Take an engineering approach to custom software development – TechEconomy.ng

Dariel, a highly specialized software development company launched over two decades ago in South Africa, today announced how it helps companies overcome their business challenges by integrating technology and strategic software engineering skills into as key enablers.

“When done in a scientific setting, software development is a profession. When we launched, many systems almost never performed optimally. But once creative license begins to dominate, piracy borders on a problem. We saw this as an opportunity to develop software that could get the job done right the first time,” says Malcolm Rabson, Managing Director of Dariel Group.

According to Greg Vercellotti, executive director of Dariel, the organization has focused on three strategic pillars.

“At the heart of it was hiring people at the top of the spectrum. From there, everything we would do would have an architectural direction that underpinned software development. And third, our methodology had to continually evolve to that we stay up to date and deliver our software in the most efficient way possible,” says Vercellotti.

Wayne Yan, Chief Technology Officer at Dariel

“We wanted to set up a career path that would allow IT professionals to be exposed to different types of industry sectors and experiment with different technologies. This, in turn, would help cultivate the business understanding essential to building software solutions with an engineering-first approach, which was unheard of at the time,” says Wayne Yan, Chief Technology Officer at Dariel.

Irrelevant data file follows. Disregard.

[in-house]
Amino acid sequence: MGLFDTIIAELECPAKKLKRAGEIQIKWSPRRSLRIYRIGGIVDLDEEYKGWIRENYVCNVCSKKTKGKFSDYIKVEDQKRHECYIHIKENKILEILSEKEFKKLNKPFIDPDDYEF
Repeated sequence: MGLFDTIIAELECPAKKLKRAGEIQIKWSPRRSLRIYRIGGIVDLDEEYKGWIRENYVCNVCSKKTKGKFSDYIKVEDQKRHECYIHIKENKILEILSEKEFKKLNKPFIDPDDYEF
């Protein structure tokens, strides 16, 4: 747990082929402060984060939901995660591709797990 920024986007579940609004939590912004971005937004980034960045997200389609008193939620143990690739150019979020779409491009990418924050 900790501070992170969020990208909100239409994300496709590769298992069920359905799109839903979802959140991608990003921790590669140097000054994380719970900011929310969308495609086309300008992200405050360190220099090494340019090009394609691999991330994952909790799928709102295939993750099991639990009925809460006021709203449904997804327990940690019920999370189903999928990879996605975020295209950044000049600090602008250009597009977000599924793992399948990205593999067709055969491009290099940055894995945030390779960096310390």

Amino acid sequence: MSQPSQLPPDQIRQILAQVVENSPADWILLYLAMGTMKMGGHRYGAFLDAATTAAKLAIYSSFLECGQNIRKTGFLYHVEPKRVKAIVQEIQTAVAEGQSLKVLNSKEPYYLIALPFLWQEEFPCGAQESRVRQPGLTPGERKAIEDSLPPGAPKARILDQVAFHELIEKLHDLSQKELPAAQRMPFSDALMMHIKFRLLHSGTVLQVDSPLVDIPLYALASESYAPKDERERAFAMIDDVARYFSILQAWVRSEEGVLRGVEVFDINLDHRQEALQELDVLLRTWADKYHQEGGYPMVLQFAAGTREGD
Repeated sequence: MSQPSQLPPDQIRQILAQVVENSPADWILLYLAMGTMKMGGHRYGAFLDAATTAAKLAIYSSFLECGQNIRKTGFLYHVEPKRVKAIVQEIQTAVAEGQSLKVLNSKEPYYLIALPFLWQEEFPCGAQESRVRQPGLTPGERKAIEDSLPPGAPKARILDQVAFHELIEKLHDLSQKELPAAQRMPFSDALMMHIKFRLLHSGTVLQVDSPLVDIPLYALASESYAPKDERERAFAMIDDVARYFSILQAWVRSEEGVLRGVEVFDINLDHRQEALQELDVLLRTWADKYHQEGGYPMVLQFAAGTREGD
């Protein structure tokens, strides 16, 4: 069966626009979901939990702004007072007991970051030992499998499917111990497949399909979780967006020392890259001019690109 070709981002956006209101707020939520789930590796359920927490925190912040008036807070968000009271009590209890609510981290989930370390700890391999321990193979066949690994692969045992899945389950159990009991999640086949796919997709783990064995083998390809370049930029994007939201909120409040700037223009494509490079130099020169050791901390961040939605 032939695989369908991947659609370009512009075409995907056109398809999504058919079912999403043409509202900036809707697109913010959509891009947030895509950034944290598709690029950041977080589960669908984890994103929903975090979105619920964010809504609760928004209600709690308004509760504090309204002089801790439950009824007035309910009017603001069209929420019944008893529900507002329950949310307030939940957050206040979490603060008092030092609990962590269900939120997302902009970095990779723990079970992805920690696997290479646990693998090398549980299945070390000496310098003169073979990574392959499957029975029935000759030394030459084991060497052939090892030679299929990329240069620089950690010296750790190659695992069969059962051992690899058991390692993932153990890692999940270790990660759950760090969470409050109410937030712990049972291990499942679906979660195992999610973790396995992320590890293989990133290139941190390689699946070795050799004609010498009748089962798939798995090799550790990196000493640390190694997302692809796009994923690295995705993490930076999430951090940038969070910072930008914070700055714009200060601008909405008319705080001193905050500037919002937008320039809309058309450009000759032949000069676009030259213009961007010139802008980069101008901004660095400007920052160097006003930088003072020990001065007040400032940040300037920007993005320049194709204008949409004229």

Quality driven

To do this, Dariel embarked on an exhaustive and thorough recruitment assessment of people – something he is still proud of to this day.

“Once we have appointed someone, a comprehensive internal training and mentoring program is in place throughout their career. We believe there is no shortcut to gaining experience, so our goal is to enable our people to get there by giving them the tools and opportunities they need. Yes, that means throwing them in the deep end, but we’re doing enough to make sure they swim and don’t drown,” says Rabson.

Yan echoes that sentiment.

“Dariel was born at a time when so many IT companies over-promised and under-delivered. But we’ve always taken pride in telling customers exactly where they stand. It’s not always easy to do, but we are ethically obligated to inform them of everything that is going on. In the long run, this has helped Dariel gain market respect for our unique approach,” says Yan.

For Vercellotti, it also means that Dariel hasn’t become another “bodybuilder” like so many other software development companies.

“We don’t just want to send a human brain to work for a client. We prefer our people to work as a team, immersed in our way of doing things and offer clients access to the CTO’s Dariel office which includes technology heavyweights who guide and assess risk throughout a project,” says -he.

A company built around app development